The antenna cavity is of a predetermined size which is a fraction of the wavelength of the microwave energy employed in microwave ovens produced for commercial sale by industry. The industry standard is at or close to 2,450,000,000 cycles per second, more commonly written as 2,450 megahertz or 2,450 MHz. This corresponds to a free space wavelength of 12.24 centimeters or 4.82 inches. The cavity length measured from side to side at the opening of the cavity is the most critical dimension. It must be between 7 and 9 centimeters and better results are obtained from 7.8 to 8.2 centimeters with the best results at 8 centimeters or about 65/100 of the standard microwave wavelength. The least critical dimension is the cavity width measured from top to bottom of the opening. The width and length together give the size of the cavity opening or aperture. The cavity width may be between 1.8 and 3.2 centimeters with better results between 2.45 and 2.65 centimeters with the best results at a width of 2.55 centimeters. The cavity depth measured from the opening to the back wall is fairly critical and may be from 3 to 5 centimeters with better results at 3.8 to 4.2 centimeters and best results at 4 centimeters. The depth is measured at the sides of the cavity with a greater depth at the center due to the curvature of side wall 31 of lower portion 30 but the overhang at the center does not have much effect and may be discounted. Manufacturing considerations may dictate a cavity with a slight taper so that the cavity is wider at the opening than at the back wall 62. Tabs 70 shown in FIGS. 14 and 15 or ledges 71 shown in FIGS. 6 through 10, serve to form a constriction within a portion of the cavity. A vertical gap 72 of 1.18 centimeters or 0.464 inches between tabs 70 or ledges 71 produces good results in this usage as shall be explained.
Within the oven cavity 16 of a microwave oven 10 the microwave energy is fairly random or diffuse as to the direction of electrical and magnetic field vectors. Referring now to FIG. 9, the outer half of cavity 60 is in contact with this random oven microwave energy. This outer portion 65 acts as a wave guide transformer which is equivalent to a degenerated horn antenna and transforms the random energy entering cavity 60 to a single wave form or mode with the electrical vector of the microwave radiation oriented vertically and the magnetic vector of the microwave radiation oriented horizontally. This single standing wave has an electrical vector transverse to the largest cavity and is often referred to as the TE10 mode. The inner half 67 of cavity 60 terminates at inner wall 62 and serves to reflect the wave to produce a resonance known as a standing wave in the single mode with a vertical electrical vector and a horizontal magnetic vector. The result is a strong standing wave in the cavity 60 with a vertical electrical vector.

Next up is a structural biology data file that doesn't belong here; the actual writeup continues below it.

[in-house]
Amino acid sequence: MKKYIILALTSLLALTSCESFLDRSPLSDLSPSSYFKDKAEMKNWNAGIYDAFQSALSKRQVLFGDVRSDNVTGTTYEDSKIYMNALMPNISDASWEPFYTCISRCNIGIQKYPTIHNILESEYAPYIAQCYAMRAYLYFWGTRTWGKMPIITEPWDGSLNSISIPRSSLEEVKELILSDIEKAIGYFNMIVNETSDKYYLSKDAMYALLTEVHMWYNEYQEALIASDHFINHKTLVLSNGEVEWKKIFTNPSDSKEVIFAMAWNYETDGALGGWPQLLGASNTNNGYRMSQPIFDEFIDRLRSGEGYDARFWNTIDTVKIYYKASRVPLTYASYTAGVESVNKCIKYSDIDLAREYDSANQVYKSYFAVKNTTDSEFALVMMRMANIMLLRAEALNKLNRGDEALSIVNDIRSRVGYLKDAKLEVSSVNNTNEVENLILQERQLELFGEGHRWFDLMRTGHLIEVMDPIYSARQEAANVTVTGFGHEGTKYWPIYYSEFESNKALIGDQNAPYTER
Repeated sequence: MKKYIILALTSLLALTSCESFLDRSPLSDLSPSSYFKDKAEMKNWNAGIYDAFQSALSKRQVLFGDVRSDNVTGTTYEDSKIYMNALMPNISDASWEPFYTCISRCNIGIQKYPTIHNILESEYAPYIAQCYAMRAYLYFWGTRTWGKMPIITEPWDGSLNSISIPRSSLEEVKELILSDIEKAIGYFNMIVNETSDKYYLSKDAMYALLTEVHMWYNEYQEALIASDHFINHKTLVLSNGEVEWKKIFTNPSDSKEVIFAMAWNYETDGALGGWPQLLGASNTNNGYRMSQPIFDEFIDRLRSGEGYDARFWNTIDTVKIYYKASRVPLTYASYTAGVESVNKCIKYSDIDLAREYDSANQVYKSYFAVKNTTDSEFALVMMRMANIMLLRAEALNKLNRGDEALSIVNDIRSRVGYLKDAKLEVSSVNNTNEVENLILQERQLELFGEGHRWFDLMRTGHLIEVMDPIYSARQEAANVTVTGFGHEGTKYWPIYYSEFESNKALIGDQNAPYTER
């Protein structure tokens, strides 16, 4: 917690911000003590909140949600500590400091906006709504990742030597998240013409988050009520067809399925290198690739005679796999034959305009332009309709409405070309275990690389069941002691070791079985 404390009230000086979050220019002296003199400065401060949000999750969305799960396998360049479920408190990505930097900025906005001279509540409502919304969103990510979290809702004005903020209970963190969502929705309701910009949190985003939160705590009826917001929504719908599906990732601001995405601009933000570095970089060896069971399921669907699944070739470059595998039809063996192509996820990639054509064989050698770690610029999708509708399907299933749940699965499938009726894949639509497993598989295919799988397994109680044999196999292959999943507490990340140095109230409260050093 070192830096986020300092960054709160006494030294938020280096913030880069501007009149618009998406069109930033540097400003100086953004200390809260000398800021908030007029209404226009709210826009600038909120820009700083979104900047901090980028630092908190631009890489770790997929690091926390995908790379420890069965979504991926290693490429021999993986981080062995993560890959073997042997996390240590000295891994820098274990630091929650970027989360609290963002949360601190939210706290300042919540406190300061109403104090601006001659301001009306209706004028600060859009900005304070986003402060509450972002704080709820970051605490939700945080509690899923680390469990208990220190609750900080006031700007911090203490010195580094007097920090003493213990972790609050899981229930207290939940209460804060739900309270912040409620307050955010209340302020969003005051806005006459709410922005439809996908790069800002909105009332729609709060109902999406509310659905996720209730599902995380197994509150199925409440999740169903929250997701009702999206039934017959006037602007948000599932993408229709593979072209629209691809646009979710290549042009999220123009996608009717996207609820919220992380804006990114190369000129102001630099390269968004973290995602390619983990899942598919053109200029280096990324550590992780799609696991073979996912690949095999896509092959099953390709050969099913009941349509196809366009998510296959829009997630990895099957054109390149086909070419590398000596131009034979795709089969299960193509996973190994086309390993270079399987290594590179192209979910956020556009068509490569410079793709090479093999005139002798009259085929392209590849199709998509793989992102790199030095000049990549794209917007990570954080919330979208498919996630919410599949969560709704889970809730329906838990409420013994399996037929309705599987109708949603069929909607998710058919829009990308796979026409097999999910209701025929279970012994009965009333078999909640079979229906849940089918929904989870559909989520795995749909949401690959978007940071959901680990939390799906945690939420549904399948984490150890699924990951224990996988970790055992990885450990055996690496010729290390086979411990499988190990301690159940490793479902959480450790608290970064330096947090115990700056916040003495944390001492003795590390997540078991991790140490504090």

Between the inner and outer halves of cavity 60 along the top wall 63 and bottom wall 64 are tabs 70 or ledges 71 which, as shown in FIG. 9, run across part of the width of the cavity and extend upwardly from the bottom 64 and downwardly from the top 63. Tabs 70 or ledges 71 serve to "pinch" the electrical vector in the region between these raised portions resulting in a greater voltage gradient in this region. The tabs may be located from 0.3 inch to 1.5 inch from inner wall 62 with a distance of 0.818 inch producing best results.
In this region of enhanced electrical field between the tabs 70 or ledges 71 is a diode array 100, as shown in FIG. 12, which serves as a full wave rectifier. All of the diodes and leads in this array lie within a plane or approximately so, so that the array is physically flat. All of the diodes in the array are oriented so that the diodes and leads are parallel and vertical. Connecting leads are horizontal and therefore at right angles or perpendicular to the diodes and diode leads. When placed into the cavity all of the diodes 101 in this array 100 are oriented vertically in the same direction as the electric field vector. The electric field vector, of course, is oscillating at 2,450 MHz so that it is alternately pointing upwardly and downwardly 2.45 billion times a second. This oscillating field vector induces an alternating current in the vertical diode leads 103 at the same frequency. The diodes 101 rectify this microwave alternating current to pulsating direct current which appears at array leads 105 and 106 which are polarized respectively negative and positive. Horizontal array leads 105 and 106 each pass through an opening 107 to a small cylindrical chamber 110 containing an electrically conducting metal disc 111 on the array leads which serves to remove any microwave frequency component and exclude its passage into the interior of the metal housing 29. This metal disc 111 within cylindrical chamber 110 is therefore a microwave bypass device. Metal disc 111 may have dielectric disc 112 on either side of it for electrical insulation. Likewise array leads 105 and 106 may have insulators about them in the form of dielectric bushings 113, shown in FIG. 9, in openings 107 facing the inside of the cavity 60 and dielectric bushings 114 in openings 108 facing the outside of the cavity 60. The dielectric discs and bushings prevent electrical arcing and allow use of a smaller separation than would be required with an air gap.